You must be Muslim and must know that performing Hajj is obligatory.

    Maturity

    You must have reached puberty i.e. you are Baligh. Children aren’t obligated to perform Hajj.

    Sanity

    You must be mentally sound and in full control of your mental faculties. Those who are mentally ill aren’t obligated to perform Hajj.

    Financially Able

    You must have sufficient expenses to cover travelling, accommodation and all other requirements during the course of your Hajj.

    You must also have sufficient expenses to support your dependents during your absence i.e. if you don’t have sufficient funds to cover the needs of your family, Hajj isn’t obligatory for you.

    Being debt-free isn’t a prerequisite, although arrangements for debts to be fulfilled should be made prior to going on Hajj.

    Physically Able

    You must be physically capable of travelling and performing the rites of Hajj and you must be free from any illnesses or diseases that would restrict you from doing so.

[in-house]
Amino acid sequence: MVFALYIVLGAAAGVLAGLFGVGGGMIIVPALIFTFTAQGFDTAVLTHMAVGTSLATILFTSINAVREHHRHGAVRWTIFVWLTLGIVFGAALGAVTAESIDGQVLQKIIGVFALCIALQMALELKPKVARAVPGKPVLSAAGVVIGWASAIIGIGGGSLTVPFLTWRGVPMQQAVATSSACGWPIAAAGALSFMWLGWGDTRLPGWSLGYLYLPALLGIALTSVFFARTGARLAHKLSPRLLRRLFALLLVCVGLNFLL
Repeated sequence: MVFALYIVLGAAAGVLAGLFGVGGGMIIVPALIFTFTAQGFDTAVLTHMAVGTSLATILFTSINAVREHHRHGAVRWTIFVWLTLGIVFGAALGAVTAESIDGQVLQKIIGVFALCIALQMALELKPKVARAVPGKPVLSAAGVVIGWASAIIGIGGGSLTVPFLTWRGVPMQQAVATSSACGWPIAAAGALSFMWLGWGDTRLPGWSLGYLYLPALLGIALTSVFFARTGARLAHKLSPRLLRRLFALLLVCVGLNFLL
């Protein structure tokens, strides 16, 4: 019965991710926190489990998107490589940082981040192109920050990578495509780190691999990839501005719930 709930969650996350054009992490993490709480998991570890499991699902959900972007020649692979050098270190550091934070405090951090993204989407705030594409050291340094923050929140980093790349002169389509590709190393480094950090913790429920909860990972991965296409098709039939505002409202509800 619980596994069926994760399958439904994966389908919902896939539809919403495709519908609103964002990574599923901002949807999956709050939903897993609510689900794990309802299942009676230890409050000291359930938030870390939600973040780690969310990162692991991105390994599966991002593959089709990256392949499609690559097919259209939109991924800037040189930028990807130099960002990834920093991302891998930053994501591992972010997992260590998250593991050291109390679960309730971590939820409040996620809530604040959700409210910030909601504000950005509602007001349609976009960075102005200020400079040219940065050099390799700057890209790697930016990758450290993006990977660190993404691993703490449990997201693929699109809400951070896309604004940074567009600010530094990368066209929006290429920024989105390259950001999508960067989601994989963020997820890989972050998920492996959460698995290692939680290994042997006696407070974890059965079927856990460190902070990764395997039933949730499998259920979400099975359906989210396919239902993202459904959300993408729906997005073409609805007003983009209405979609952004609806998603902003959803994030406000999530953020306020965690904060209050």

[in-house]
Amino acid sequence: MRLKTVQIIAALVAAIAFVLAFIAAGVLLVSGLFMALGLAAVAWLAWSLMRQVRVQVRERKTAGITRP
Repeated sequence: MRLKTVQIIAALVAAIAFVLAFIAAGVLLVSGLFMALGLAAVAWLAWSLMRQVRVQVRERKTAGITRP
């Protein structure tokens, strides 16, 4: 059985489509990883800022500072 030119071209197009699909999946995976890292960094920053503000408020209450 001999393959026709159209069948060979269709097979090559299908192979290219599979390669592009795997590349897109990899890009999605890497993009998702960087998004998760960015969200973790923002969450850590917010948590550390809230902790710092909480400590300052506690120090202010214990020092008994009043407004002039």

If you’re not capable of performing Hajj due to being old, ill or incapacitated, you pay someone to perform Hajj on your behalf, providing you are financially capable of doing so.

    Freedom

    You must not be a slave.

    Transport

    You must have access to and can afford the appropriate means of transport to travel to and perform Hajj.

    In addition, travelling should be safe i.e. you shouldn’t be in any danger of being harmed during your trip.

    Women – the Necessity of a Mahram

    You must be accompanied by a Mahram if you’re a woman.

    Women – Free From Iddah period

    You must be free from your Iddah period if you’re a woman.

    The History of Hajj